Thus the means of getting wisdom is to know ourselves on a very intimate level. This self knowledge is the ‘science’ side of the equation; the art of compassion being the other. Science is reductionist, seeking to understand but isolating, observing, and then using those observations to direct outcomes. The trick is not to lose perspective, something that science is often flawed by, thereby directing outcomes that are not in the greater good. To build the level of self knowledge required to distil wisdom requires a great amount of work in what is today most often known as mindfulness: simply to watch ourselves in every thought and action. The more we experience ourselves, the more we understand, and the more we understand, the more our wisdom builds: it is a slow process of trial and error. A strong foundation for this watching is to eliminate distraction as much as possible: we do this to provide the simplest possible background against which to ‘see’ ourselves in action. It is much easier to watch a fly in a bottle when there is only one fly. Every extra fly that is added to the bottle make the task more difficult, until ultimately it becomes impossible. Creating this blank canvas is a very difficult task in our modern world where distraction is a way of life, but by becoming aware of unnecessary activity and eliminating even one thing makes our task easier. For those who are really serious in this quest, living a very simple life is a key ingredient for success. To simplify our life means to ‘do’ less and ‘be’ more. To ‘do’ less correlates to having less, as the more we ‘have’ the more we have to ‘do’ to maintain that having. One of the most common practices that is of immeasurable benefit to building self knowledge is to dedicate a part of each day to sitting and watching the breath. Meditation on the breath would have to be the most powerful tool for getting to know yourself, but here are countless others that are of great benefit. In fact, any of the arts are a way to self knowledge. It is paradoxical that we use art as the instrument of science, but we also use science as a tool for developing compassion (more of that another time). For now the focus is on the inner landscape and coming to know cause and effect in that world. It is also important to know that wisdom is not an exclusively intellectual capacity: knowing goes beyond the thinking process; it is acknowledged in our whole being; understanding is imbued throughout our being. Becoming aware of, and understanding sensations, feelings and emotions is just as important as knowing the origin and effects of our thoughts.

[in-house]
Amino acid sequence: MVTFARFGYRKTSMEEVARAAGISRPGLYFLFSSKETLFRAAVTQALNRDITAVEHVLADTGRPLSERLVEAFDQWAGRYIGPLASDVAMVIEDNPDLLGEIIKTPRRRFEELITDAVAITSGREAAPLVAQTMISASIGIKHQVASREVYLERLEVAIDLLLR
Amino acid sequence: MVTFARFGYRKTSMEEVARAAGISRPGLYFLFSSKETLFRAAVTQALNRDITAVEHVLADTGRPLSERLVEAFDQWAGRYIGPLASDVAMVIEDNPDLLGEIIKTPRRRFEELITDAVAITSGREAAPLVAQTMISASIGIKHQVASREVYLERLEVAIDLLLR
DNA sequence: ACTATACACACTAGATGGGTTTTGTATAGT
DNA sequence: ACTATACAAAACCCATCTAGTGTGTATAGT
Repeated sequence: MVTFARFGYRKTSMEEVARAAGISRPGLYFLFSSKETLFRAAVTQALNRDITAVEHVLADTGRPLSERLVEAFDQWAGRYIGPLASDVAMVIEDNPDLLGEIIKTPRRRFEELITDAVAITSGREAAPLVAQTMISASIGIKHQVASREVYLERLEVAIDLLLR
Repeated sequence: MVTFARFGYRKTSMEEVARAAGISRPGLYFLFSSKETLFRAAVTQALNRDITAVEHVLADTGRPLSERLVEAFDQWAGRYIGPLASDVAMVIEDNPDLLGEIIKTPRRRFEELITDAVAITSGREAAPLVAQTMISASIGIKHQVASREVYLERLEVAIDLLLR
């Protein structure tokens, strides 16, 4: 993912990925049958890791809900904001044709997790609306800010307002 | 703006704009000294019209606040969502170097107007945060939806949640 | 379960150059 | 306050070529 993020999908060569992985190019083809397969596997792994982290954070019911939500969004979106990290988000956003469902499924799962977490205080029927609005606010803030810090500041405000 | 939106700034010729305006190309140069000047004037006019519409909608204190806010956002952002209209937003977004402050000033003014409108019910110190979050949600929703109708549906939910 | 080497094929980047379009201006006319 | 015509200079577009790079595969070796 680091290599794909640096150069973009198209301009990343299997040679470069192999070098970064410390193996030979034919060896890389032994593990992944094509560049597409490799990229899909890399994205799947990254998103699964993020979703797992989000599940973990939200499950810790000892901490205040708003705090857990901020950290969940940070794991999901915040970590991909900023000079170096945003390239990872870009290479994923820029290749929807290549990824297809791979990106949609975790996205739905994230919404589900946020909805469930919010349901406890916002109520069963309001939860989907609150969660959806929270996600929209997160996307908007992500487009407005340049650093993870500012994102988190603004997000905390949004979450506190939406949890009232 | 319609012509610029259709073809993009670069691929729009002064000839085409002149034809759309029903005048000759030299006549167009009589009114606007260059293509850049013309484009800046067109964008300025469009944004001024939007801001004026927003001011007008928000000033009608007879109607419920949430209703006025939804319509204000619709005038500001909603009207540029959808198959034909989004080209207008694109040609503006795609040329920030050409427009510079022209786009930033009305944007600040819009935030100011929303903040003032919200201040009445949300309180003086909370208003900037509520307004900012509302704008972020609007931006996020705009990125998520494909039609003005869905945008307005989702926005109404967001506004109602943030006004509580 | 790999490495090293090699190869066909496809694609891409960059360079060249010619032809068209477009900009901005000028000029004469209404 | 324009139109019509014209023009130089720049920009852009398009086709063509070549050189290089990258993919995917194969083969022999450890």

As our inner understanding grows, so does our understanding of our environment and those we share our world with. As we understand the microcosm, our understanding of the macrocosm also grows. Unlike much of science today though, we keep perspective, which is to understand the big picture and our connection to it.

Wisdom not only allows us to foresee the results of our actions, it gives us the ability to modify those actions so as to allow the future to unfold in a way that is the most beneficial to the whole of humanity and those beings we share the planet with. Knowledge without wisdom has the ability to build technology to the point of singularity (the point where machines become more intelligent than humans), but even though we may foresee the danger in this we will continue: we have no capacity to change the course we have set. In a child like way science gives us incredible capacity to create through the power in our intellect but without wisdom we have no way of controlling our actions and will thereby create situations that are to the detriment of humanity; potentially to the point of annihilation. Nuclear weapons, artificial intelligence and climate change are but a few examples. True wisdom cannot allow actions that are not to the benefit of the whole, for the whole includes the self.